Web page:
© 2023 WSHU
NPR News & Classical Music
Play Live Radio
Next Up:
Available On Air Stations

Apple Pay, another unregulated business with your data

AP Photo/Manuel Balce Ceneta

On the same day Apple unveiled a new mobile payment system, regulators warned Capitol Hill about the hazards of non-bank companies having access to financial data.

"Ironically," regulators said Tuesday, Home Depot also confirmed the theft of banking data from millions of customers.

Apple says their payment system is designed to be more secure than the one Home Depot uses, but it is also one more company with access to your financial data that’s not subject to government oversight. 

In order to stop thieves from hacking into bank accounts there are several government agencies checking to make sure banking technology is up to date and accounts are secure.

Companies like Target, Home Depot, and Apple don’t have those same watchdogs.

“We’ve all got one hand tied behind our back," Daniel Tarullo, a governor of the Federal Reserve System, told a Senate Hearing Tuesday.

Tarullo told lawmakers he and other federal regulators are concerned that retail companies do not face the same scrutiny that banks do, even though they manage the same data.

"Among the many things we need to do in this area is to get a set of expectations as to what non-financial companies are expected to do for protecting the very same information," Tarullo said.

Not only is there no one overseeing retailers' ability to protect consumer data, retailers also don’t bare the costs associated when breaches do occur.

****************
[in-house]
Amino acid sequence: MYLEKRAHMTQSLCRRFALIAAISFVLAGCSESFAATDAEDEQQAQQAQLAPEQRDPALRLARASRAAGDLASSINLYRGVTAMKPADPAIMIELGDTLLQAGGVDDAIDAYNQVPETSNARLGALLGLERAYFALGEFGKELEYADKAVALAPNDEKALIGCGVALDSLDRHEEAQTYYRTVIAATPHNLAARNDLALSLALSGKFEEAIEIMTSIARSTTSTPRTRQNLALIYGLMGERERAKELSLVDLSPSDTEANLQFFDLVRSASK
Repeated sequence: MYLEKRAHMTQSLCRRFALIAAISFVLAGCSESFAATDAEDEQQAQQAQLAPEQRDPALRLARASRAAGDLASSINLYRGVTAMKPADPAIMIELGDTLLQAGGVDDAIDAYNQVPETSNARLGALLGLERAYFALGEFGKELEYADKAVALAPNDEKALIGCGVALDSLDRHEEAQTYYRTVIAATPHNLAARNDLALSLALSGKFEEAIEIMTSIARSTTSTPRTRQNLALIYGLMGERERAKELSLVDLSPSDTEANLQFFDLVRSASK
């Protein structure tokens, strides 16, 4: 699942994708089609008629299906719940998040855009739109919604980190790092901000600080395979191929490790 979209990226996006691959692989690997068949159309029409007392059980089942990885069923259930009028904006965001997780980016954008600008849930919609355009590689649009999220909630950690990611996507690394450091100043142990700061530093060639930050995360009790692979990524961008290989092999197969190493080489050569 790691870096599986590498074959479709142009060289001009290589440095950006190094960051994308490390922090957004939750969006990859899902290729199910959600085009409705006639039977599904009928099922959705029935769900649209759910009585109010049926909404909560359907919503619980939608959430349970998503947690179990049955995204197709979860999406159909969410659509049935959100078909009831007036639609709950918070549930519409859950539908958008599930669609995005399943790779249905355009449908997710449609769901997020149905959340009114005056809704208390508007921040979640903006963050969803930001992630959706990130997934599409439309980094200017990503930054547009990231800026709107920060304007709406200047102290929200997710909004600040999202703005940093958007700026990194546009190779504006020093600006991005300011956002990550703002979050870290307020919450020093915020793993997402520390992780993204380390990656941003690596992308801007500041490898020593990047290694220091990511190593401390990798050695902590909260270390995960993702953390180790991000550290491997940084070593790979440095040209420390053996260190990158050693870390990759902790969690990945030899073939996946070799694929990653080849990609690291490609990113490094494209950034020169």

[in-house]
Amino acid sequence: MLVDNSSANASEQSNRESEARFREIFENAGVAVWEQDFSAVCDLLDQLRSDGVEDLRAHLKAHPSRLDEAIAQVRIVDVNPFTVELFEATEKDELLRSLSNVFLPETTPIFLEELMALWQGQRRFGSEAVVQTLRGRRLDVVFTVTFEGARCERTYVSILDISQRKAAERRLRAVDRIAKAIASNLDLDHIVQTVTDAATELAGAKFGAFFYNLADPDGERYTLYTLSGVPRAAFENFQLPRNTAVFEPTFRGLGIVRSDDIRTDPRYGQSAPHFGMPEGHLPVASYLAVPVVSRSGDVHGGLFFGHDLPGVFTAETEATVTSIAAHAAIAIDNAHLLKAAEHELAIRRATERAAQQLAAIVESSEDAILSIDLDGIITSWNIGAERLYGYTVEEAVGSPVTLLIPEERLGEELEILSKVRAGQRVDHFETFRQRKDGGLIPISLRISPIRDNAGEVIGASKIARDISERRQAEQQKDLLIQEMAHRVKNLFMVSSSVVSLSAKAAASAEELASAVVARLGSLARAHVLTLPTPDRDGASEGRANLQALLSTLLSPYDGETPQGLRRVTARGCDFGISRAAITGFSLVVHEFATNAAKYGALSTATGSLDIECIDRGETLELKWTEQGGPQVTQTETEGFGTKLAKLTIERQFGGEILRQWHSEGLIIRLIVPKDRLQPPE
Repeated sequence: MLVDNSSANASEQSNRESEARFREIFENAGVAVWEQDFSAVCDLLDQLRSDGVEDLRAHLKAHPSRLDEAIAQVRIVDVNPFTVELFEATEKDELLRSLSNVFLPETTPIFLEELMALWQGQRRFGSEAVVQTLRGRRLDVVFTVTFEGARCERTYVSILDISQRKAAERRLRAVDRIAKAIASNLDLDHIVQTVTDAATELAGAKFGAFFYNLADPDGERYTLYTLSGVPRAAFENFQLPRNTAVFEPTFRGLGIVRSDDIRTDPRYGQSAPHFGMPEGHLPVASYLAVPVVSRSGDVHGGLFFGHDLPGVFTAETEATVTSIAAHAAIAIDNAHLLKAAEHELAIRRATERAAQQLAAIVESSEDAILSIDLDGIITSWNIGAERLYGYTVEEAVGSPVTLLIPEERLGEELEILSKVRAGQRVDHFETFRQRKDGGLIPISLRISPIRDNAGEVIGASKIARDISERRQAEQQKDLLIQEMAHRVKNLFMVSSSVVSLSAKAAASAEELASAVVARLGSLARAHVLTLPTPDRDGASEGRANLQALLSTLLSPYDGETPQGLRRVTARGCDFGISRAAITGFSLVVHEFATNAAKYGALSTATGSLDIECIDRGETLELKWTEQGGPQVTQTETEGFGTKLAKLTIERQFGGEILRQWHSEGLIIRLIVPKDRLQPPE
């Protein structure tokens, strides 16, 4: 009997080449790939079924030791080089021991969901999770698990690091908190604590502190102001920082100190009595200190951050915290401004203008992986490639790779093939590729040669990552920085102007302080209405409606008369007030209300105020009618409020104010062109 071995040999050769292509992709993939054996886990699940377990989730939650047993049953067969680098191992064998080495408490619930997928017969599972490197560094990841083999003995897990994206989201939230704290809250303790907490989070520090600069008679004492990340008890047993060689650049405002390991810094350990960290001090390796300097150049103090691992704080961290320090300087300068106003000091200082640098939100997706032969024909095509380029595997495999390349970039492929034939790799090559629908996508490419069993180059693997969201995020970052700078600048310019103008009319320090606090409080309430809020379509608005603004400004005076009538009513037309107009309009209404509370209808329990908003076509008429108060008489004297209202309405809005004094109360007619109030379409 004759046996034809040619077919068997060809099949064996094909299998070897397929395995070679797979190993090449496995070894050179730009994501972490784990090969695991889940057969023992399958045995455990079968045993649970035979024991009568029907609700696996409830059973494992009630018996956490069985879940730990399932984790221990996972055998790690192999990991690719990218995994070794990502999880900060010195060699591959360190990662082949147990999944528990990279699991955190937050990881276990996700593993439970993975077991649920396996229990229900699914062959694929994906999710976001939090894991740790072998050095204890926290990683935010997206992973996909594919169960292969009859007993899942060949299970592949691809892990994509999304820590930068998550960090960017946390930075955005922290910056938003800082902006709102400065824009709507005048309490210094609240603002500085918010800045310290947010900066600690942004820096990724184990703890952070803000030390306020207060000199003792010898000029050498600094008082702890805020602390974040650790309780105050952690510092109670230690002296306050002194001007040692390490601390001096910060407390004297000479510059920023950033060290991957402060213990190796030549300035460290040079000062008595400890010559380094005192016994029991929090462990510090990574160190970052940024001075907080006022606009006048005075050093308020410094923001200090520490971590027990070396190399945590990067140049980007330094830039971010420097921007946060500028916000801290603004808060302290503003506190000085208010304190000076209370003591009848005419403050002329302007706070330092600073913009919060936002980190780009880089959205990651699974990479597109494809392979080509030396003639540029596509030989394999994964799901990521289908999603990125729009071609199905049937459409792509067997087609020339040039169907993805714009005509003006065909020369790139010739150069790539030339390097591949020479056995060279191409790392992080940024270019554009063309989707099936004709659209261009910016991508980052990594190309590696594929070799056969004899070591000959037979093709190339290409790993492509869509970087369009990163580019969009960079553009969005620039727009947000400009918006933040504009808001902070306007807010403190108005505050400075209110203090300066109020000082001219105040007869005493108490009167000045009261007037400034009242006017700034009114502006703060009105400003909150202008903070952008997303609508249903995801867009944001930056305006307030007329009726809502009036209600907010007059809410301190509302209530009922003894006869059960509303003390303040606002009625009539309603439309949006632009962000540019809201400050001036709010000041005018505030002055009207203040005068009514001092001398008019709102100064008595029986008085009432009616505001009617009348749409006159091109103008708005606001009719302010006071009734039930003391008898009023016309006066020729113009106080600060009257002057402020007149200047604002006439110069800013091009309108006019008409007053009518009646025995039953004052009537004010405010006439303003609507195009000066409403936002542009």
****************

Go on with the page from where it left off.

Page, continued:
After a security breach, banks have to reissue credit and debit cards while monitoring for illicit transactions. Small banks and credit unions shoulder a disproportionate share of that cost.

“It’s really an issue of leveling the playing field in terms of the requirement between banks and non-banks, in this case, retailers,” Tarullo said.

For last year's Target breach, credit unions in New York and Connecticut paid almost $1.5 million. Credit unions say that cost was passed along directly to the consumer and didn't affect Target's bottom line at all.

Both community banks and credit unions are pushing to make non-bank companies subject to the same rigors banks are.

“We are talking about shifting that responsibility and encouraging them to take action that will prevent the breaches from happening in the future,” said Jill Nowacki, President of the Credit Union League of Connecticut.

So far federal legislation has not been drafted.

Banks and credit unions have sued Target in federal court claiming negligence. On Monday, Target said the case should be dismissed because they are not liable. Target argued merchant banks, like Visa and Mastercard, are the ones who process transactions. 

Charles is senior reporter focusing on special projects. He has won numerous awards including an IRE award, three SPJ Public Service Awards, and a National Murrow. He was also a finalist for the Livingston Award for Young Journalists and Third Coast Director’s Choice Award.
Related Content